source: National Institute of Diabetes and Digestive and Kidney Diseases (NIDDK) summary/abstract:
Amyloidosis is a rare disease that occurs when amyloid proteins are deposited in tissues and organs. Amyloid proteins are abnormal proteins that the body cannot break down and recycle, as it does with normal proteins. When amyloid proteins clump together, they form amyloid deposits. The buildup of these deposits damages a person’s organs and tissues.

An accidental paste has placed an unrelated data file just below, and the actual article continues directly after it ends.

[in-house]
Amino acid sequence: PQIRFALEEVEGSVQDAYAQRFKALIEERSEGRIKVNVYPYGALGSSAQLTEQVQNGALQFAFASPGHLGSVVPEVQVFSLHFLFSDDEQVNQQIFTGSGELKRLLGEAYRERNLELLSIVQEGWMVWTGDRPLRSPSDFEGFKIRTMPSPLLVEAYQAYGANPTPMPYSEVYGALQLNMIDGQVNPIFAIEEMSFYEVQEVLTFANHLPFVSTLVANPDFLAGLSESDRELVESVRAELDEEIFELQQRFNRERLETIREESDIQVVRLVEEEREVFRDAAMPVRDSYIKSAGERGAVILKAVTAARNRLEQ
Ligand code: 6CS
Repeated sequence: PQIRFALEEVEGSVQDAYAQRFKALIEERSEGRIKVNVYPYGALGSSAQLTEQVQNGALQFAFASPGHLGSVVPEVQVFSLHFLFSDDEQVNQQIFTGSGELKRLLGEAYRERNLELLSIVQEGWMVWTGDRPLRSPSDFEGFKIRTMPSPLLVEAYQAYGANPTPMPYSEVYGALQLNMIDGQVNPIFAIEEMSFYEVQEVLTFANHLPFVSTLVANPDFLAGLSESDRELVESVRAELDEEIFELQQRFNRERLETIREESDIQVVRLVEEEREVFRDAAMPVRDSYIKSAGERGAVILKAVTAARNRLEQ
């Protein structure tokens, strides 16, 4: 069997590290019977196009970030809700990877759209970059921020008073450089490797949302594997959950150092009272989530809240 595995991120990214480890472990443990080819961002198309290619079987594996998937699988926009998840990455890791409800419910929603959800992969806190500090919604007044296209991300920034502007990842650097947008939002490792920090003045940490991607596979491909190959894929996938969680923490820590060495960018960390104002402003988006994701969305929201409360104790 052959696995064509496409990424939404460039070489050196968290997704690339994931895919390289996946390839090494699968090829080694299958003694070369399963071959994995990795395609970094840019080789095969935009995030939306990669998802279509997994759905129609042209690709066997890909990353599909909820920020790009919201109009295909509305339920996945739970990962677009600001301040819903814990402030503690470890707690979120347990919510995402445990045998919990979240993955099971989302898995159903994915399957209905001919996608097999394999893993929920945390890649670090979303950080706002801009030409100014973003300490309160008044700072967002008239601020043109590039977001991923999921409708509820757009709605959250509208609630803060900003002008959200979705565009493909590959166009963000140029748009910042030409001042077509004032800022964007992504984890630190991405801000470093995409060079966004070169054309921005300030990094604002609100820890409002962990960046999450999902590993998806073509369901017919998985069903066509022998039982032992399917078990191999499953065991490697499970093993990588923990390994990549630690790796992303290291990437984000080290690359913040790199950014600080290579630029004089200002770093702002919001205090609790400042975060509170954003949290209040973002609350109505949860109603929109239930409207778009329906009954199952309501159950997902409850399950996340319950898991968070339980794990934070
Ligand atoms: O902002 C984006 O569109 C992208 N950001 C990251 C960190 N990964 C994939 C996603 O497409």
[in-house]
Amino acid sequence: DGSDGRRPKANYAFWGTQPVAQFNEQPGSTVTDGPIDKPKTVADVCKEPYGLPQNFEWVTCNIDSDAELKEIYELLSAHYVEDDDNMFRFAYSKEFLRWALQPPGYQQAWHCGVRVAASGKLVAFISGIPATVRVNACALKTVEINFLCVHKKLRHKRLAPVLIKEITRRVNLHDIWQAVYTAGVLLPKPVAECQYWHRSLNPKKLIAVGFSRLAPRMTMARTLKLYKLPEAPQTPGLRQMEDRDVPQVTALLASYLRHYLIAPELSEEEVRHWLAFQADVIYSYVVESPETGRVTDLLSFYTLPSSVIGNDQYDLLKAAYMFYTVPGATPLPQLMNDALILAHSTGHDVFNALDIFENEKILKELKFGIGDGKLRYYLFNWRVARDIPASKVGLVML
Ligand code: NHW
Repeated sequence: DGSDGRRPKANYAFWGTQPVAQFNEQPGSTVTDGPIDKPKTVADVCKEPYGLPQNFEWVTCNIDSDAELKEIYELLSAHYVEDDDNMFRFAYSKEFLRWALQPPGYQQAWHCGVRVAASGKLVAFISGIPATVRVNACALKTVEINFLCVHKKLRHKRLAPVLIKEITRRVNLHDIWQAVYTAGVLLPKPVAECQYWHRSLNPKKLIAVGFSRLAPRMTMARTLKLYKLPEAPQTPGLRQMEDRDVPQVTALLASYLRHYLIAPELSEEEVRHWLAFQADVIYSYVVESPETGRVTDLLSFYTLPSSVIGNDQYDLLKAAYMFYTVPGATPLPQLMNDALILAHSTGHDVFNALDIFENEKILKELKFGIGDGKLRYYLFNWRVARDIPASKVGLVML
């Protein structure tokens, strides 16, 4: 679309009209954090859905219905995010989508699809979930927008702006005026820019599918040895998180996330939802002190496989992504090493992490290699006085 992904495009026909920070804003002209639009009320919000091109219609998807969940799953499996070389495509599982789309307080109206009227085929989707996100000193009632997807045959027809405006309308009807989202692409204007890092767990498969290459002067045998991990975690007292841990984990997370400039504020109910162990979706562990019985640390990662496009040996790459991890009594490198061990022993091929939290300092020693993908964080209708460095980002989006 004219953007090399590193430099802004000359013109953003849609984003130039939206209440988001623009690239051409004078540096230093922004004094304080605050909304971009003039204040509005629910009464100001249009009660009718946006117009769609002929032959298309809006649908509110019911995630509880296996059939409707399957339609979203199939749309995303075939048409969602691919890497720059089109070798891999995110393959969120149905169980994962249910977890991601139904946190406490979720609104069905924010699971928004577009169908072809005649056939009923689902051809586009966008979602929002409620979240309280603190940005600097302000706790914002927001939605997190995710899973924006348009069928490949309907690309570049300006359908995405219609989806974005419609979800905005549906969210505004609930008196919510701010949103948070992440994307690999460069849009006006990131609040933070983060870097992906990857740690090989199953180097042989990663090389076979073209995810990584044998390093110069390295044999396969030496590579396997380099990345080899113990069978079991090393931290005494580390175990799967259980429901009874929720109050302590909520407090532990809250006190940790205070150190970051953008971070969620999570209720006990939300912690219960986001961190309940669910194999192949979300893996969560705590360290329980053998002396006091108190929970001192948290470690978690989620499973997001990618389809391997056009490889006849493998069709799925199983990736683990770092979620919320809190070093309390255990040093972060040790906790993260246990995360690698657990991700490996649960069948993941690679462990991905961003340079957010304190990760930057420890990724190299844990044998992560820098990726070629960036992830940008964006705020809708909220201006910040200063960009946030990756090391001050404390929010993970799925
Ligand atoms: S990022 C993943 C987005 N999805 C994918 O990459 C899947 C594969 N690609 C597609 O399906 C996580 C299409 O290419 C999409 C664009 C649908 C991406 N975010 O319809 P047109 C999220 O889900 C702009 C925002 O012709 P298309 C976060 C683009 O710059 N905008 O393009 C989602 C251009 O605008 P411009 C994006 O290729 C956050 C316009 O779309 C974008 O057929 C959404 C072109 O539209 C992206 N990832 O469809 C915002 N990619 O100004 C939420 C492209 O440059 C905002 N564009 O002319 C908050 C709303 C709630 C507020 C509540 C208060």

Amyloidosis can affect different organs and tissues in different people and can affect more than one organ at the same time. Amyloidosis most frequently affects the kidneys, heart, nervous system, liver, and digestive tract. The symptoms and severity of amyloidosis depend on the organs and tissues affected.
What are the Kidneys and What do They do?
The kidneys are two bean-shaped organs, each about the size of a fist. They are located just below the rib cage, one on each side of the spine. Every day, the two kidneys filter about 120 to 150 quarts of blood to produce about 1 to 2 quarts of urine, composed of wastes and extra fluid.